WARNING TO IPHONE USERS AS TEXT MESSAGE CRASHES DEVICE

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It has emerged that Apple’s mobile operating system has a bug that will make one’s iPhone to crash if a certain text message is sent to the phone.

The news emerged that Apple’s iOS 8 operating system has a bug that allows malicious hackers to deliberately crash any iPhone or iPad within range of a wi-fi hotspot.

It is said that the message, which contains the word ‘Power’ as well as Arabic and Marathi characters and the Chinese character meaning ‘redundant’ is only effective in crashing an iPhone and rebooting it if sent from Apple handset running iOS 8 to another.

According to foreign media, if an iPhone user receives the text(right), containing a mixture of specific words and characters, while their handset is locked the bug also forces their phone to reboot.

British tabloid, Mirror, reported that some of the paper’s staff tested it on a few unsuspecting targets, and it didn’t work on all iPhones – but when it did, it was hilarious.

Mirror advised that receivers of the phone-crashing text – at least until Apple finds a fix – can switch off notifications for messages to protect their phones.text message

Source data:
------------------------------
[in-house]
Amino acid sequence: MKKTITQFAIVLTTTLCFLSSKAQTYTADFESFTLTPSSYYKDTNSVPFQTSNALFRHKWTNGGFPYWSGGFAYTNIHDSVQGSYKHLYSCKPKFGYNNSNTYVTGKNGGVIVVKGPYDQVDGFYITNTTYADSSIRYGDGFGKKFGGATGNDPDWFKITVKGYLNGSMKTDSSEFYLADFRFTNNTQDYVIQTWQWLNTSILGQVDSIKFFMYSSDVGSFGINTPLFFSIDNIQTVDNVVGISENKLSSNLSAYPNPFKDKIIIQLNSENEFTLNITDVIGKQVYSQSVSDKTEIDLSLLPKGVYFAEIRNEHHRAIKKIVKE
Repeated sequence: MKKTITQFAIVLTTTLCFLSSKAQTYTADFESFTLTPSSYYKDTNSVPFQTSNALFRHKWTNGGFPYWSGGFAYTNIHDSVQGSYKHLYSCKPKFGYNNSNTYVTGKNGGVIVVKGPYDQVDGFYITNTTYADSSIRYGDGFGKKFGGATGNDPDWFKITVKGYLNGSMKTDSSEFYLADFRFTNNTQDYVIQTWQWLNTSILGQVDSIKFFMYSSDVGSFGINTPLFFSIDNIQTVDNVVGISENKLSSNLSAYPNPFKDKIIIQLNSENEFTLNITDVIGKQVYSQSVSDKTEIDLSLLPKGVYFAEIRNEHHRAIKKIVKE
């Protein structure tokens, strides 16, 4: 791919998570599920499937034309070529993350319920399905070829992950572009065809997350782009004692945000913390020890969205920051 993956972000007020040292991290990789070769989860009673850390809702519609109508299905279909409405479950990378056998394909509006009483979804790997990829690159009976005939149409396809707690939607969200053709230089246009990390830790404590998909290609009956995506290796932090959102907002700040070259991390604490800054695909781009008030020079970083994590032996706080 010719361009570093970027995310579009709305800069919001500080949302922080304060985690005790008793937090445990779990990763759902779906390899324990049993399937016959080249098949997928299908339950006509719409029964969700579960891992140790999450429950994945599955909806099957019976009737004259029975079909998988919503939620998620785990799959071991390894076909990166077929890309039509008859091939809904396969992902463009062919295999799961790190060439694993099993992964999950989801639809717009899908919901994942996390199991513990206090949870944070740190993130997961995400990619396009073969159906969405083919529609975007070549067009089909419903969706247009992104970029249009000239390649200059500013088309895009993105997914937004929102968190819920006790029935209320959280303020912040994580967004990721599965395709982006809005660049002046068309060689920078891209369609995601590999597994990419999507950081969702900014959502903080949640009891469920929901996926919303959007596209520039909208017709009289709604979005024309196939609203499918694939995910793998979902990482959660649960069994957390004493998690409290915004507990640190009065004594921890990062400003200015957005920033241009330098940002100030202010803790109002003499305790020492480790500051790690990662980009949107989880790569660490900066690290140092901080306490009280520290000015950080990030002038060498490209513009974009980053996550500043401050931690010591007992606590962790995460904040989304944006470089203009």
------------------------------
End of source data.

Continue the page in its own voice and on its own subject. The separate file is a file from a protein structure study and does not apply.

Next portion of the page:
Apple fan site MacRumours additionally said they have tested the message and revealed it will crash any iPhone running the latest iOS 8.3 operating system.

Because the characters used in the message are specific, most people will not experience any problems accidentally.

And anyone who does, was likely picked out as a target, by either someone malicious or by friends as some sort of hi-tech annoying prank.

Thousands of people have taken to Twitter to share the text, as well as bemoan being sent it by tiresome friends today.

Reactions range from anger, such as ‘Send me the text message that turns my iPhone off and I will turn yours off by throwing it out of a window!’ to fear: ‘Someone sent me that stupid message that turns your iPhone off and it messed up my phone so I can’t get in my messages. Someone help please.’

While some may find the prank tedious, the bug has panicked other users who have reset their handsets in desperation to get them working again.

It’s not known who made or discovered it in the first place. However, there are some relatively easy ways to fix handsets.

Victims of the bug can ask the same person, via another form of communication, who sent them the malicious message to send it again – effectively cancelling out the bug.

They can also reportedly send themselves a message from a Mac computer, one via Siri or a picture message to reverse the chaos caused by the original text.

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Apple has issued a statement promising to work around it.

“We are aware of an iMessage issue caused by a specific series of unicode characters and we will make a fix available in a software update,” the multinational technology company said.

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